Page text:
posts: 1,734
reviews: 81
3. Re: Wakamow Valley walks Moose Jaw

Thanks for all the information. Am I correct in assuming that the different parks just run into each other along the river valley with entrance points at different places?

I've been looking at the maps - which help although I find lack of a scale and detail on them frustrating (OK the city map does tell you how long the different trails are.) I assume these are the best I am likely to find? Perhaps all will become clear when we arrive and start walking. . . .

Another question I ought to ask - are tics or mosquitos likely to be a problem?

Sounds as if they will be a pleasant way to unwind at the end of the day.

Thanks

Eleanor

Regina, Canada
posts: 646
reviews: 21
4. Re: Wakamow Valley walks Moose Jaw

If you are walking in areas with long grass or bushy areas then ticks may be a problem. Chances are if you are on a paved path that you will not have any problems with ticks. Ticks like warm dark places, check your hair when you get back to your hotel.

Mosquitos will come after you everywhere. The cities do spray and treat standing water to help control them, but there are still plenty out there.

Use a mosquito repellant with DEET for the best results, I think the DEET also helps keep ticks away. I was also told once that DEET weakens your sunblock so make sure to apply the sunblock more often.

Scunthorpe, United...
posts: 1,734
reviews: 81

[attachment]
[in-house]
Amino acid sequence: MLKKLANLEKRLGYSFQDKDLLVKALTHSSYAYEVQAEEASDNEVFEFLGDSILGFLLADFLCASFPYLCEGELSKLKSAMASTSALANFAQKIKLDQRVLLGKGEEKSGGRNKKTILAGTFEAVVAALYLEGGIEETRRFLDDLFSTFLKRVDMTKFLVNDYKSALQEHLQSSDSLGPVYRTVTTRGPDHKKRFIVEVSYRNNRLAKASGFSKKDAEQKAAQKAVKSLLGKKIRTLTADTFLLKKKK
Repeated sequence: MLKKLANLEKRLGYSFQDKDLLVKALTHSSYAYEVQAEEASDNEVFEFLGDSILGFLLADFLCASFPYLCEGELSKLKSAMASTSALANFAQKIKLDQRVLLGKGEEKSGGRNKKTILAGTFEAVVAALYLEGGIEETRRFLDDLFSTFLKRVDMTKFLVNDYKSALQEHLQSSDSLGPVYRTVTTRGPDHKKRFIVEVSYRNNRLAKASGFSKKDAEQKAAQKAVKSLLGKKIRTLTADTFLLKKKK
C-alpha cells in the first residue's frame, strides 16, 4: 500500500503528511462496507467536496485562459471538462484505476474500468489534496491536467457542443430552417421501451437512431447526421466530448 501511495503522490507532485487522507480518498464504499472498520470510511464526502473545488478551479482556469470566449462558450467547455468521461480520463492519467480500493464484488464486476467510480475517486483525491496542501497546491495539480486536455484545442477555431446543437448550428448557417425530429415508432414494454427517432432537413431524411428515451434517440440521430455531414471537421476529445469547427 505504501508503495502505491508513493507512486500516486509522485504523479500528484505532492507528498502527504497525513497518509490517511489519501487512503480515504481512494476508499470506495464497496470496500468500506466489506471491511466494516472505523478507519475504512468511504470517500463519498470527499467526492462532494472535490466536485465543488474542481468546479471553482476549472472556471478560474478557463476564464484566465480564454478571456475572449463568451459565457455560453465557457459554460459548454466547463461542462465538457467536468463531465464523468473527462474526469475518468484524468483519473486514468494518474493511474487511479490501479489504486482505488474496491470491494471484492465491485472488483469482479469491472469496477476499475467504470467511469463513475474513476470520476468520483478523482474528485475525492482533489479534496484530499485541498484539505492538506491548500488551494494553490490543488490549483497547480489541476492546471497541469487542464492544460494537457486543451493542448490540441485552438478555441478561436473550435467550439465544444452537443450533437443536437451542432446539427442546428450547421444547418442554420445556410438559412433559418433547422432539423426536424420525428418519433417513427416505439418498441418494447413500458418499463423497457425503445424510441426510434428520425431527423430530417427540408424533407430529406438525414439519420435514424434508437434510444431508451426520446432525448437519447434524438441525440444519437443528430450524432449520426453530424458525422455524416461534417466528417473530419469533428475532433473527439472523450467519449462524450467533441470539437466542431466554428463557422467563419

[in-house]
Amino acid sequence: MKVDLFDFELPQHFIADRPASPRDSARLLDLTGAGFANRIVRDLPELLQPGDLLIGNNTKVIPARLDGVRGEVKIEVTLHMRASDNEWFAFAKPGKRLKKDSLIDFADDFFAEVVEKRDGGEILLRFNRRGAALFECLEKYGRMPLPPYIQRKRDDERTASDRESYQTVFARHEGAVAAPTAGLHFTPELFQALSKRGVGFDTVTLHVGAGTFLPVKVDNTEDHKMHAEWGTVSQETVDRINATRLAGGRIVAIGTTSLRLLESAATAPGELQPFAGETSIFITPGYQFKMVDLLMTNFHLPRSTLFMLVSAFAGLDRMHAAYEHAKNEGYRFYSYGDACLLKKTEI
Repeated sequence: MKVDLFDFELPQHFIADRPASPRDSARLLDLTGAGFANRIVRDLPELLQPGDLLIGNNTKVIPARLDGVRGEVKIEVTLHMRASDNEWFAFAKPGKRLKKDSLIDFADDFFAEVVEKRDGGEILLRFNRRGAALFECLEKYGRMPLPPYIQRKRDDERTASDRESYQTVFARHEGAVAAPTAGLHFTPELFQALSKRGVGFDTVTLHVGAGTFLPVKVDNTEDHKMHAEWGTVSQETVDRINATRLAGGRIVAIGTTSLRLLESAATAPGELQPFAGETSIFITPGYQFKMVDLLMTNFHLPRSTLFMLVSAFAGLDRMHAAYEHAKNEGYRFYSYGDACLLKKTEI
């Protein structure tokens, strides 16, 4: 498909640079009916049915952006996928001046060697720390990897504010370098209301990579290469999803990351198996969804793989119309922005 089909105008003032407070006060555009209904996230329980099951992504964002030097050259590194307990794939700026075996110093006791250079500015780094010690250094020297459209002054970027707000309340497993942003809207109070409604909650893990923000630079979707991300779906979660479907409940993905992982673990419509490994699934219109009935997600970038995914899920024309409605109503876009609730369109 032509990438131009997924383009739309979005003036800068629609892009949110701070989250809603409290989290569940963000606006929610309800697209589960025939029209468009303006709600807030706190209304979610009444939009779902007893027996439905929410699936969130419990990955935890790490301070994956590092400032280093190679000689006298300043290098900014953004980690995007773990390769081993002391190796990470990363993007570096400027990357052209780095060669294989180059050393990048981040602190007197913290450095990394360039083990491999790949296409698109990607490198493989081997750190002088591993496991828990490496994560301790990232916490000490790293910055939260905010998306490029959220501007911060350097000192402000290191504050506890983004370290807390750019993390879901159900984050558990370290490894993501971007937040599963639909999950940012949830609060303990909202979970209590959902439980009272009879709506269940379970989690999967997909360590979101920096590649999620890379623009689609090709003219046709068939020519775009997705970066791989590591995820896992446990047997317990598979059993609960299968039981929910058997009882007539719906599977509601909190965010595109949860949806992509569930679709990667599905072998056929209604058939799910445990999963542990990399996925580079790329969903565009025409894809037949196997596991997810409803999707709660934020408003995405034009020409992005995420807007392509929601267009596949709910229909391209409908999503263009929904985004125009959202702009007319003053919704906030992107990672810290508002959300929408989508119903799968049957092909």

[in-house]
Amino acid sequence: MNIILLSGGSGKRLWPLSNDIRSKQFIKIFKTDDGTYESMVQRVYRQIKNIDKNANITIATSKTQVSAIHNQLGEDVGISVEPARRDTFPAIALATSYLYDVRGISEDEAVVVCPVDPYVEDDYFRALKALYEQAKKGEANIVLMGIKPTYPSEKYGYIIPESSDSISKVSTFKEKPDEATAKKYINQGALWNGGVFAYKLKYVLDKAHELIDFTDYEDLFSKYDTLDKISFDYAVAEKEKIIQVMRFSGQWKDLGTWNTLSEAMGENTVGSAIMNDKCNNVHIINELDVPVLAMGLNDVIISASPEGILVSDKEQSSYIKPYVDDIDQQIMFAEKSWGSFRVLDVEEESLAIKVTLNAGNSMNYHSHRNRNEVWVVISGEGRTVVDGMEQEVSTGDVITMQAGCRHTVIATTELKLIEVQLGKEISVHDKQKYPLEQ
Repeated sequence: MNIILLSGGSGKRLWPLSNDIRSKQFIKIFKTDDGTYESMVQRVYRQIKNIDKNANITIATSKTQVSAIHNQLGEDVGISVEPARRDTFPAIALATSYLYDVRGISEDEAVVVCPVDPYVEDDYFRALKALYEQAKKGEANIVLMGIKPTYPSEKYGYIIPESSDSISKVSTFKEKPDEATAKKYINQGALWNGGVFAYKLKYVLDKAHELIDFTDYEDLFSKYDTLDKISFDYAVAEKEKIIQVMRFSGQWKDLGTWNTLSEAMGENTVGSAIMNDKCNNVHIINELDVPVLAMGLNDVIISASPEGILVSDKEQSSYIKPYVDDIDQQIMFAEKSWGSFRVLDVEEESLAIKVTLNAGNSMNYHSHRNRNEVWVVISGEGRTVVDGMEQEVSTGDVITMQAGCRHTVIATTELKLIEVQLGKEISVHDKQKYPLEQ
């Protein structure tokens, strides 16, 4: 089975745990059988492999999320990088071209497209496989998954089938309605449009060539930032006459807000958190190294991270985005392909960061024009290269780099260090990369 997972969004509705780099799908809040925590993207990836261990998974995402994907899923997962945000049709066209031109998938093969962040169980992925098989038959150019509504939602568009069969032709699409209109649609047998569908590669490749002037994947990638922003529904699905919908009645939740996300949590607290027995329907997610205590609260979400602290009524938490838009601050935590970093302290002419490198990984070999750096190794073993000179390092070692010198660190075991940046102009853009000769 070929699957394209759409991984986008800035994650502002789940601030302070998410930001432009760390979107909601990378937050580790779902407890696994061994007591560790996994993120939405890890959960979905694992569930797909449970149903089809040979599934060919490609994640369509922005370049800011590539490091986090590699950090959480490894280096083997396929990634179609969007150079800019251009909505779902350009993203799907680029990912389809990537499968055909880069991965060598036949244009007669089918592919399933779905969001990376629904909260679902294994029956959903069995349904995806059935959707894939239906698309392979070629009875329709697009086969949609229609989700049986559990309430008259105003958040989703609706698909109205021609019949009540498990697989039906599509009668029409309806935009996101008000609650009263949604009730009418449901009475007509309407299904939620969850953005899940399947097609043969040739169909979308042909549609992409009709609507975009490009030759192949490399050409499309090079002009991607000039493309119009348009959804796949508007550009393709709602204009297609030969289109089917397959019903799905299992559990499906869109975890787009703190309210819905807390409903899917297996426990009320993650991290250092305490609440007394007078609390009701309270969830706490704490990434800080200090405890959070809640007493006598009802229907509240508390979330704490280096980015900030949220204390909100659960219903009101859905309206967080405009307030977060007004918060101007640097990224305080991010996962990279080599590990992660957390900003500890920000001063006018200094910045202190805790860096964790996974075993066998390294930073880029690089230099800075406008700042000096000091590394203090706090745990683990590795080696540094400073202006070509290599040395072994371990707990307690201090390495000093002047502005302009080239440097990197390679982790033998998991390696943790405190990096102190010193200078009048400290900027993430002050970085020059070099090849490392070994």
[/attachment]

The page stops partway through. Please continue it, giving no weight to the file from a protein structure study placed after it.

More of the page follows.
5. Re: Wakamow Valley walks Moose Jaw

Ti and Terri

Thanks for the information. Think we may need to bring out mosquito nets too!

Eleanor

Winnipeg, Canada
posts: 86
reviews: 14
6. Re: Wakamow Valley walks Moose Jaw

DEET will repel the ticks as well as the mosquitoes. If you stay out of the long grass you will be less likely to encounter them. Please do as Maggie suggests and check each other for them.

Wishing a wonderful trip,

Wpgbanker

Scunthorpe, United...
posts: 1,734
reviews: 81
7. Re: Wakamow Valley walks Moose Jaw

A question I probably ought to ask - are the ticks just unpleasant or can they carry disease?

Eleanor

Winnipeg, Canada
posts: 86
reviews: 14
8. Re: Wakamow Valley walks Moose Jaw

Yes they can carry disease but not all ticks do and I think this should work as a link to an article that provides great information:

atikokanprogress.ca/articles/…Page1.html

Although written for canoeists, this link provides good general information on tick protection and removal. I have lived on the Prairies for over 26 years and I have only encountered 1 tick on my person and it was on my clothes it had not decided to dine on me. They are something to watch out for but don't let them frighten you away from our lovely outdoors.

WpgBanker

Scunthorpe, United...
posts: 1,734
reviews: 81
9. Re: Wakamow Valley walks Moose Jaw

Thanks for the web site and information. I don't intend to be frightened off - but believe it is best to be prepared.

Eleanor

10. Re: Wakamow Valley walks Moose Jaw